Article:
On why happiness and freedom require worldview awareness

I believe that any modern man can't refrain from elaborating his own worldview, a reflection that gives awareness of his own decisions. In fact while the modern man, at least in many parts of the planet, enjoys freedom of thought, of action and he is also free from needs, exercising freedom means that most of his life is a decision chain. The more decisions are based on awareness, being the consequence of coherent thoughts that arise from one's own personal convictions, in contrast to the uncritical acceptance of propositions offered or set by other entities, the more that man is free.

“Wanderer above the Sea of Fog”, Caspar David Friedrich (1818).
Hamburger Kunsthalle, Hamburg. Courtesy by Wikipedia.

I wrote “any” because this is not a matter for intellectuals or philosophers only; indeed it's a practical thing of every day's life, which affects each of us. In the past, obviously, reflecting on one's own worldview was a privilege for a few people, since the majority of mankind lived its own existence in ignorance, under the oppression of tyrants, at the mercy of diseases, including those that today are considered trivial, famine and war; people barely had the opportunity to survive. Today those chains have been removed and there are no more excuses: missing the full capability of exercising our freedom is basically a denial of our human nature.

Our interpretation of freedom stems from the concept that has been inherited from the age of Enlightenment, that is the United States Declaration of Independence and the later Declaration of the Rights of Man and Citizen of 1793, from which most of the modern European constitutions have been derived. Two very popular statements come from these two documents:

We hold these truths to be self-evident, that all men are created equal, that they are endowed by their Creator with certain unalienable Rights, that among these are Life, Liberty and the pursuit of Happiness.

La liberté est le pouvoir qui appartient à l’homme de faire tout ce qui ne nuit pas aux droits d’autrui; elle a pour principe la nature; pour règle la justice; pour sauvegarde la loi; sa limite morale est dans cette maxime: Ne fais pas à un autre ce que tu ne veux pas qu’il te soit fait.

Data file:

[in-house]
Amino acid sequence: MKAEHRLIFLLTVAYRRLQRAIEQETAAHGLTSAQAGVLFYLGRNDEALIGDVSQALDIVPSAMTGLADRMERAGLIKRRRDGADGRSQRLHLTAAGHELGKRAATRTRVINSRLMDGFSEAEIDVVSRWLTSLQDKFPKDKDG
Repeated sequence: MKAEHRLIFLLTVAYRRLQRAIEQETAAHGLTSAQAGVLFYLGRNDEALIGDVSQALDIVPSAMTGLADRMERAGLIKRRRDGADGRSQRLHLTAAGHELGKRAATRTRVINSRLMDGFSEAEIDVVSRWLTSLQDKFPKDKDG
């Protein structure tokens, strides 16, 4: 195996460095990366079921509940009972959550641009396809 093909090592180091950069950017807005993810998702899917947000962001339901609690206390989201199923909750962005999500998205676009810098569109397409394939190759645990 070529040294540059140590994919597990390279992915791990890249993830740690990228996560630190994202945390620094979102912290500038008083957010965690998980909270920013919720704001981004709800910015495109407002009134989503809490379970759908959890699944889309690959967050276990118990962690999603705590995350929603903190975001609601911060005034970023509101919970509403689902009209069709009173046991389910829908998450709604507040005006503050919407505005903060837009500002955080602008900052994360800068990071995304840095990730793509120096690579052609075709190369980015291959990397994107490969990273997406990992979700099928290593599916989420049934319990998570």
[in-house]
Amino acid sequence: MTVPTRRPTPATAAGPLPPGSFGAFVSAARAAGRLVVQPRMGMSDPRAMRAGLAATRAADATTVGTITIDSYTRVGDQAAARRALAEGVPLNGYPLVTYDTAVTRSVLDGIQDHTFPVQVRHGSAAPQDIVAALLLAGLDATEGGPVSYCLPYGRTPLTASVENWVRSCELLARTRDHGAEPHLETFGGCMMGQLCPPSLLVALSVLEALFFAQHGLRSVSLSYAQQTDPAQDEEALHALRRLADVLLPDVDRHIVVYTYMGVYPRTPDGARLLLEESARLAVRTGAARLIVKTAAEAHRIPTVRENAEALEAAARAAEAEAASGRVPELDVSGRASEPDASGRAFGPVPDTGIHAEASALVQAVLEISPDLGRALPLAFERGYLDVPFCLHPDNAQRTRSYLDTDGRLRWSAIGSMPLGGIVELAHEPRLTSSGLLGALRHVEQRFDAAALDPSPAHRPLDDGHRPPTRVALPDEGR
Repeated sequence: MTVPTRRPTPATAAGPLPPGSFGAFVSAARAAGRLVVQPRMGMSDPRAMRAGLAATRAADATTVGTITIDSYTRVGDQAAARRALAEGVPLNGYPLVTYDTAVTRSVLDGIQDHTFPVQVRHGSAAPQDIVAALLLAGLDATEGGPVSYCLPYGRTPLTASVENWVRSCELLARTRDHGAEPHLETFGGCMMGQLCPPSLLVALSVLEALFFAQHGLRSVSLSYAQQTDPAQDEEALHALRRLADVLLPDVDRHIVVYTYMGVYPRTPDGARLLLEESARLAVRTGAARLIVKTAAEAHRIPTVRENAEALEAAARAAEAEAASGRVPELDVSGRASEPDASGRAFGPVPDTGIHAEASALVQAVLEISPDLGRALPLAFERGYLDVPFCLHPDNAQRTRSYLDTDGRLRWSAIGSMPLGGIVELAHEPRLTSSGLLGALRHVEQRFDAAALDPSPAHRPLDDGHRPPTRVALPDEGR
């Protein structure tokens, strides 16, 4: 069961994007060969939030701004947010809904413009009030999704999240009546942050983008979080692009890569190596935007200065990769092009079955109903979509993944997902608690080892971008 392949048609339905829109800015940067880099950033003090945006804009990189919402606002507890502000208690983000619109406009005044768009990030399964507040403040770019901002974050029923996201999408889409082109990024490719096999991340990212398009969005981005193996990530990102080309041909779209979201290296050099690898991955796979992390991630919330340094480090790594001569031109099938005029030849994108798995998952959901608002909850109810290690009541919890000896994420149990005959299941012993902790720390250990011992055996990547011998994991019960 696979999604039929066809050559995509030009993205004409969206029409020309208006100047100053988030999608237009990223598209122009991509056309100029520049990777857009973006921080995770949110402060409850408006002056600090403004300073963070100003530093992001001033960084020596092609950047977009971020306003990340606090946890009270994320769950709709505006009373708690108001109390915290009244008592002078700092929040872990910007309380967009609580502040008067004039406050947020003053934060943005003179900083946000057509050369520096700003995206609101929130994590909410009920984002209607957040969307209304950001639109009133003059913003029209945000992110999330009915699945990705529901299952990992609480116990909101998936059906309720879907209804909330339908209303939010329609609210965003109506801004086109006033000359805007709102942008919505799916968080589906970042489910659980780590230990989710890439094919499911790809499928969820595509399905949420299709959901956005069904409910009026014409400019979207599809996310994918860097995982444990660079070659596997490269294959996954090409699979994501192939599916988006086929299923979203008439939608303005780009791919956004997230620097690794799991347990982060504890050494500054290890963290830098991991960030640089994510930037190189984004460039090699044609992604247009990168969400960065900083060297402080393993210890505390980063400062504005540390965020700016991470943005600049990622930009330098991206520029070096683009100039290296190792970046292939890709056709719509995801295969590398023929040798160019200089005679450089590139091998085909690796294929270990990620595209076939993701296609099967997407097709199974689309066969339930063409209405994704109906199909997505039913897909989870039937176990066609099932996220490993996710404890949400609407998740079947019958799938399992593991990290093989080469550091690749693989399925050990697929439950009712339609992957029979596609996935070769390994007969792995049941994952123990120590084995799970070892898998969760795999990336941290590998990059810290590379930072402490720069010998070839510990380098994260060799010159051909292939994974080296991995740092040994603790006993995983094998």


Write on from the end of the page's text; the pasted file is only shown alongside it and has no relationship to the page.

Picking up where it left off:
Liberty is the power that belongs to man to do whatever is not injurious to the rights of others; it has nature for its principle, justice for its rule, law for its defense; its moral limit is in this maxim: Do not do to another that which you do not wish should be done to you.

The former statement asserts what each man feels as natural, the aspiration to happiness that is searched by means of free choice. The latter statement puts freedom it in relationship with other entities of the socio-political sphere, in order to define rules of peaceful coexistence and enforce them. Once that boundaries for our actions have been set (in the widest possible way), how do we move inside them (freedom as self-determination)? And since we live in liberal-democratic societies and we can act to shape the rules of coexistence, what make us decide which is the best shape (freedom as participation)?

What we need is knowledge, which is at the basis of every choice. In other words, the exercise of freedom can't refrain from the capability of understanding what we want and which choices are really aimed at the goal that we are determined to achieve; also because some extemporaneous choices can lead to unexpected consequences, or to a lesser good than the desired one. This happens because we live in a world that we can't fully control, as it is governed by laws of cause and effect that are outside us (and if one believes in non-determinism, things are even more out of our control).

On these premises, the exercise of freedom needs a reasonably good worldview. This requires time and a knowledge effort, in other words the dedication of a portion of our own life; it is a price to pay, but the the unavoidable alternative is not to be the master of our own life, and let other actors live our life (other people capable of exercising an influence on us, fashion, ideology, political parties, economic powers); among those actors there could be our inner irrational impulses and, while the humanity has got a variety of opinions of whether inner impulses should be more or less seconded, contrasted or controlled, I think it's self-evident that acting exclusively and without awareness in function of inner impulses is typical of animals, not human beings.

There's a german word, Weltanschauung, a “technical term” in philosophy, that fully describes the worldview concept I'm referring to, taking into account both cause-effect relations and final causes (for those who believe in them); in a way that deals with the fact the man is part of the world and interacts with it; considering a knowledge process that takes advantage of many different tools, both rational and irrational (as intuition).